Recent studies have shown that a substantial number of COVID-19 patients develop neurological manifestations. Nevertheless, pathological changes in the central nervous system induced by SARS-CoV-2 are still uncertain.
In a new paper published in Trends in Neurosciences, Positron Emission Tomography (PET) researchers from the School of Biomedical Engineering & Imaging Sciences in collaboration with the Universidade Federal do Rio Grande do Sul (UFRGS), Brazil, suggest that PET imaging could be useful to address potential brain changes in COVID-19 patients.
The researchers suggest that PET radiotracers, molecules that have high specificity towards a biological target, may reveal “where” (brain regions and cell types affected) and “how” (changes in neurotransmission, physiological and metabolic parameters) SARS-CoV-2 affects the brain.
In addition, early PET scanning could help indicating “when” a patient is at risk of developing neurological manifestations due to COVID-19.
Published in Trends in Neuroscience, the paper also discusses very recent findings demonstrating the applicability of widely applied PET radiotracers in clinical research.
The PET radiotracer [18F]FDG, thought to reflect synaptic dysfunction, loss of connection between cells, indicated regions affected in the brain of COVID-19 patients.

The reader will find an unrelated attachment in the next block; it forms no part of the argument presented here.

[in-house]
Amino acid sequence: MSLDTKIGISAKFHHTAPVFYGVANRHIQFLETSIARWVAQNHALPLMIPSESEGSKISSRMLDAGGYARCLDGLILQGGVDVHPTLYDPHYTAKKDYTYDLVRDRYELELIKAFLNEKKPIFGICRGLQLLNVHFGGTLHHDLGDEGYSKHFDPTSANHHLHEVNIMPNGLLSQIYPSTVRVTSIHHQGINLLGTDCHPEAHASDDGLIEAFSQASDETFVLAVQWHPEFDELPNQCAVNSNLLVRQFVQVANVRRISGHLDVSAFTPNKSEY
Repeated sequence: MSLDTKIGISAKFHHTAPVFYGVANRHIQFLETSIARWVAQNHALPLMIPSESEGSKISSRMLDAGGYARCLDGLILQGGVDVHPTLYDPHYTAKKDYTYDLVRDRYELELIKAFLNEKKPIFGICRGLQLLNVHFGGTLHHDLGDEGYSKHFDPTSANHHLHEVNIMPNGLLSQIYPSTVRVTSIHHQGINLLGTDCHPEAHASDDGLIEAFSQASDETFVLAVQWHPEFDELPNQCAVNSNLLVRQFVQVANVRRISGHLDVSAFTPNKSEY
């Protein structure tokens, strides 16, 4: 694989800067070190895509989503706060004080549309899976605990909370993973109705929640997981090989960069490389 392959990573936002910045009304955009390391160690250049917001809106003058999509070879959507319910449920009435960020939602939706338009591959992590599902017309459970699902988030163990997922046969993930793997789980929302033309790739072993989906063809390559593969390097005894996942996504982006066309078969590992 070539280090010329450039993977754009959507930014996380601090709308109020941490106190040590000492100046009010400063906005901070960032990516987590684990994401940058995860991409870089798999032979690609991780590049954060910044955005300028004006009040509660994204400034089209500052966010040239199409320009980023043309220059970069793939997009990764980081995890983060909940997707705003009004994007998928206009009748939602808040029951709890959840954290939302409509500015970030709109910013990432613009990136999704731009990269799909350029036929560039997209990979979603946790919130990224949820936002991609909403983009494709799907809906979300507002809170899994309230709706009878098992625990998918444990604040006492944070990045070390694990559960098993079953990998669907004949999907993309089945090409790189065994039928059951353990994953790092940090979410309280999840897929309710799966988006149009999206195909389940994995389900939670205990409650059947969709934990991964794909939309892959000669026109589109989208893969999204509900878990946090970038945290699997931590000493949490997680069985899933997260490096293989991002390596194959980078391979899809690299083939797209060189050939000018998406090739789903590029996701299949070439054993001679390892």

Lead researcher PhD student Igor Fontana says that there is still much to learn about the precise location of these manifestations and how specifically they affect the brain.
"Other neuroimaging techniques like MRI are being applied on larger cohorts, but there are still a lot of studies that need to be done,” he said.
PET could answer these questions more specifically. We can address specific questions like whether certain neurotransmission pathways are being affected or other specific types of cells such as astrocytes and microglia.– Mr Igor Fontana, PhD Student
"There are just a few papers talking about PET imaging in the brain of COVID-19 patients and the notion that neurological manifestations are linked to COVID-19 is even more recent.
In recent correspondence to the Lancet Neurology, clinicians in Jerusalem reported the case of a 45-year-old man with confirmed COVID-19 infection who developed secondary Parkinsonism due to SARS-CoV-2.
A precise diagnosis could be only made with the application of brain PET imaging.
“This is all new and the neurological manifestations are becoming more eminent – there are new pathways and ells that can be affected. If neurological changes evolve into a chronic state, we should look towards the development of neurodegenerative diseases,” Mr Fontana said.
The researchers said while future research could investigate pharmacological interventions, immediate focus is to be on how COVID-19 specifically affects the brain.